July 28, 2004
Quo vadis Open Source?
Danese Cooper points towards Alan Burlison's blog on the changing world of Open Source. He gives an interesting perspective on how he thinks Open Source has changed over the years. Moving from being a grass-roots thing to being a very commercial, VC-driven affair. In particular Alan doesn't think that OSCON reflects the true spirit of Open Source any more.
My take on this is that, yes, the Open Source world has changed over the past 4 years I've been involved in it. And so has OSCON. When I was in San Diego in 2002 it was a very much "us against them" affair and last year the Open Source world had buddied up to the proprietary vendors - and they were all sitting happily together on one stage.
It's not about "us or them" any more - but about how we can work together and how the two sides can profit from one another. And it is the consumers that are driving the Open Source market now (but don't they always in the end?).
And actually the changing OSCON also reflects the change in the acceptance of Open Source by commercial organizations I have seen. When we started our Open Source group 4 years ago, it was next to impossible to actually talk to corporate heads about Open Source. Nothing, nada. However over the years things changed and now the doors are pretty much wide open for Open Source subjects. (In fact it is one of the few subjects software companies can actually still talk to corporations about). Of course the financial climate has changed a lot as well and corporations mainly look towards Open Source as a way of reducing operating costs. It is still difficult to get corporations to understand that Open Source isn't just about free software. Getting them involved in the projects still takes a lot of convincing.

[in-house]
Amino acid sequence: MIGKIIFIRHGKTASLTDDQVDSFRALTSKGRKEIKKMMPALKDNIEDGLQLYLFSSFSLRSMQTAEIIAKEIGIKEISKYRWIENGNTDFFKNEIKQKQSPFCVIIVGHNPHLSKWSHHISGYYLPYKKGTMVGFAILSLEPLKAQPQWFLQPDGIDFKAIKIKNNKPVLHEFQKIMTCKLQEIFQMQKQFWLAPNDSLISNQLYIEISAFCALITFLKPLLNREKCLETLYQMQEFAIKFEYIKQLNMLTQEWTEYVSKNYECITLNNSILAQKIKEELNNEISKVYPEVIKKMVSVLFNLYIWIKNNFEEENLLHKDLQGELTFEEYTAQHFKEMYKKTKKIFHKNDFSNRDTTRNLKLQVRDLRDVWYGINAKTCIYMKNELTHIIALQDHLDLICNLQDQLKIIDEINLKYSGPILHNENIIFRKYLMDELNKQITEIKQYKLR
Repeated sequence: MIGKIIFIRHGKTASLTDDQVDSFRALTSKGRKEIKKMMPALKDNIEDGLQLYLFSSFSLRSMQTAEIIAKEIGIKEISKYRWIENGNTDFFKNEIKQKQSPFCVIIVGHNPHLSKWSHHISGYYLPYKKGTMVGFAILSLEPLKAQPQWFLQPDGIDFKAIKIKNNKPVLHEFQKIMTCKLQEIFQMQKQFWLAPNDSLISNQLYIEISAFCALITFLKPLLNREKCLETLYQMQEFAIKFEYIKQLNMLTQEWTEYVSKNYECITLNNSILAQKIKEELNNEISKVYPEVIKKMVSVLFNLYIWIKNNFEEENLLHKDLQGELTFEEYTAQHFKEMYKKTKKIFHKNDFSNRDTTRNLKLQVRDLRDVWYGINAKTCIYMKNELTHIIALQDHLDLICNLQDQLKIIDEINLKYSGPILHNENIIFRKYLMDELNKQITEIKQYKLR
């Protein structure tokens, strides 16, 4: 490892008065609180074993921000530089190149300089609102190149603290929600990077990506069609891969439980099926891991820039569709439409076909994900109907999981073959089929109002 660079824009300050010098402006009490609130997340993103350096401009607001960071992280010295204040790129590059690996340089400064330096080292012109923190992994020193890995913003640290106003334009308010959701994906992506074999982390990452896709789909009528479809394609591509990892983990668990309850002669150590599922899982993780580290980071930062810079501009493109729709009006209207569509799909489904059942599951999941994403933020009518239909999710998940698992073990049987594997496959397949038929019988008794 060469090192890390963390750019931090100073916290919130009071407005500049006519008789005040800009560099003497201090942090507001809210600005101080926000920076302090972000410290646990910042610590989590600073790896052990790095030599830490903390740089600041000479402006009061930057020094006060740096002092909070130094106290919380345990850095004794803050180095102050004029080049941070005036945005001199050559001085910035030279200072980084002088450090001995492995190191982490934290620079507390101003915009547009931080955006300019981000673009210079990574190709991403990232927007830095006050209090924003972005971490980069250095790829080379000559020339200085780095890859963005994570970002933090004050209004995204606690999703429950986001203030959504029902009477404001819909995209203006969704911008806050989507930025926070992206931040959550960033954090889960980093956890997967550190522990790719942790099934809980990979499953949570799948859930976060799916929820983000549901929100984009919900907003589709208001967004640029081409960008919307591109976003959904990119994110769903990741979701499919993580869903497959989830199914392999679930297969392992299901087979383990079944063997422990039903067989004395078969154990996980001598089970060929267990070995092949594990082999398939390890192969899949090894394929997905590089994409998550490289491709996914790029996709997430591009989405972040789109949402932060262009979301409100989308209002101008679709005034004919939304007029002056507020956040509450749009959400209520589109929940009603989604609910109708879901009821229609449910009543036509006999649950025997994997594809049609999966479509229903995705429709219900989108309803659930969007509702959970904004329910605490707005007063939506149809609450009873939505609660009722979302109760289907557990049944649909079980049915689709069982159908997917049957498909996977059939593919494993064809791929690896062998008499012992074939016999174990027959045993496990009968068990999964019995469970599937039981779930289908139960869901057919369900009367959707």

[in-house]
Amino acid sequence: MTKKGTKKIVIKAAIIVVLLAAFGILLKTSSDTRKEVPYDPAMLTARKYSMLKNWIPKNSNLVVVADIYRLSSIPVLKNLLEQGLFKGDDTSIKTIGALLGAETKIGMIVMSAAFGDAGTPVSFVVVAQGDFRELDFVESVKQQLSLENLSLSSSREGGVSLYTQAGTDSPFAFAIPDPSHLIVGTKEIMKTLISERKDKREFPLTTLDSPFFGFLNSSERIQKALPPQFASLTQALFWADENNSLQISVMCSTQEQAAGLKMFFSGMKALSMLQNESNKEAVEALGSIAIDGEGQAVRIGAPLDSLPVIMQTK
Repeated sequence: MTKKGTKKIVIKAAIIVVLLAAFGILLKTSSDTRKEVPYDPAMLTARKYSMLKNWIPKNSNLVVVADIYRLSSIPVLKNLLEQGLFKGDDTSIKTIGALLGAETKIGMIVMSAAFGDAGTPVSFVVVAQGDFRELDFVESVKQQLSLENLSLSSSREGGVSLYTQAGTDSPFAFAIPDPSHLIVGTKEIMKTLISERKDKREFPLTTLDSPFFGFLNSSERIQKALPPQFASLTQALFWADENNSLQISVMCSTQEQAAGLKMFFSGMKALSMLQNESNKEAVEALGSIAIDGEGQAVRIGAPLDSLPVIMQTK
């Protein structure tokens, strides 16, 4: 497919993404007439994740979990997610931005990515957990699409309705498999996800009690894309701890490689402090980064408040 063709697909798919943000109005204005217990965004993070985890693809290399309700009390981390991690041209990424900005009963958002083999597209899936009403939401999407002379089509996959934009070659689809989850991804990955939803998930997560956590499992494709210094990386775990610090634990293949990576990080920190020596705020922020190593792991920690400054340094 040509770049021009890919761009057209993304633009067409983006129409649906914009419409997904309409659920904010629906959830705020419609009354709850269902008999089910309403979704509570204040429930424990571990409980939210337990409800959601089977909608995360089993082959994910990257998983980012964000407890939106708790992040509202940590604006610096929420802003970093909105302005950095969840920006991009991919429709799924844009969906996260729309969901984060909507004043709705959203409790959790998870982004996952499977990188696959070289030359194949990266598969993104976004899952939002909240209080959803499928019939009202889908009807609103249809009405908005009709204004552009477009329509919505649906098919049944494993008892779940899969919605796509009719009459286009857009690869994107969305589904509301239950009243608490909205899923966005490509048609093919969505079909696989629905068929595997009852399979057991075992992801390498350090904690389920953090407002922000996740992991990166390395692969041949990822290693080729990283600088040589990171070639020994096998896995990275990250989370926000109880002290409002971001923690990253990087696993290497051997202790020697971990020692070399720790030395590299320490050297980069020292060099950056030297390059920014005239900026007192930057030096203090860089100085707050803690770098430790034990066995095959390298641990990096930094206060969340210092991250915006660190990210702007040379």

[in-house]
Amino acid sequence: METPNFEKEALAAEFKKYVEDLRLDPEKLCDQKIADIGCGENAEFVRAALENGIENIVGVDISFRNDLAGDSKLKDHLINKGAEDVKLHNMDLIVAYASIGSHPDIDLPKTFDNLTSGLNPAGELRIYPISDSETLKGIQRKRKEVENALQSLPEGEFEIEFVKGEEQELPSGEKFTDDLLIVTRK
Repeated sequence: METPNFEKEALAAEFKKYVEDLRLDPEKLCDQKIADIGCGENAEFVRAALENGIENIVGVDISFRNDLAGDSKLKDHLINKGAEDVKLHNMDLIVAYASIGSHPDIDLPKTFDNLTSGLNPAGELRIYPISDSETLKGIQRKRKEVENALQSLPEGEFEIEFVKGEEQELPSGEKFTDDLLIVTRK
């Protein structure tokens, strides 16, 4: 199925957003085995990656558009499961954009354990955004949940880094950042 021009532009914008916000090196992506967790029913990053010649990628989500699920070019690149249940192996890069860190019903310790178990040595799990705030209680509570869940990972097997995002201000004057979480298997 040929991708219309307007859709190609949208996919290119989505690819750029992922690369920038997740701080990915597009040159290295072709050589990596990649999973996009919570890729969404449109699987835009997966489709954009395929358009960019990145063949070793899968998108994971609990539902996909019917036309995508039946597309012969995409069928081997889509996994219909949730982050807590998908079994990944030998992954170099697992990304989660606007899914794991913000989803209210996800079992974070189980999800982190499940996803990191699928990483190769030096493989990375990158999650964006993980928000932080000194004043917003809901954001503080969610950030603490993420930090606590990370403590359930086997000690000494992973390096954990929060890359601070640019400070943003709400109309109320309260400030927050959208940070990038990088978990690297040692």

So, to ask a different question: "Would Open Source still be around and be as successful if the two worlds hadn't moved closer together?"
And where will Open Source be in 5 years? My guess is that the question of "free" software will have disappeared. Customers will ask whether your software is developed in an open fashion, using open and collaborative tools. Whether your software is built out of reusable components and can integrate into whatever infrastructure they have. Customers will be wary of paying a license up-front but will pay for you to adapt the software to their exact needs. And if that software is developed in an "Open Source" project - well all the better for the consumer.
Of course, this year's OSCON may be different yet.
Posted by Matthew at July 28, 2004 09:41 AM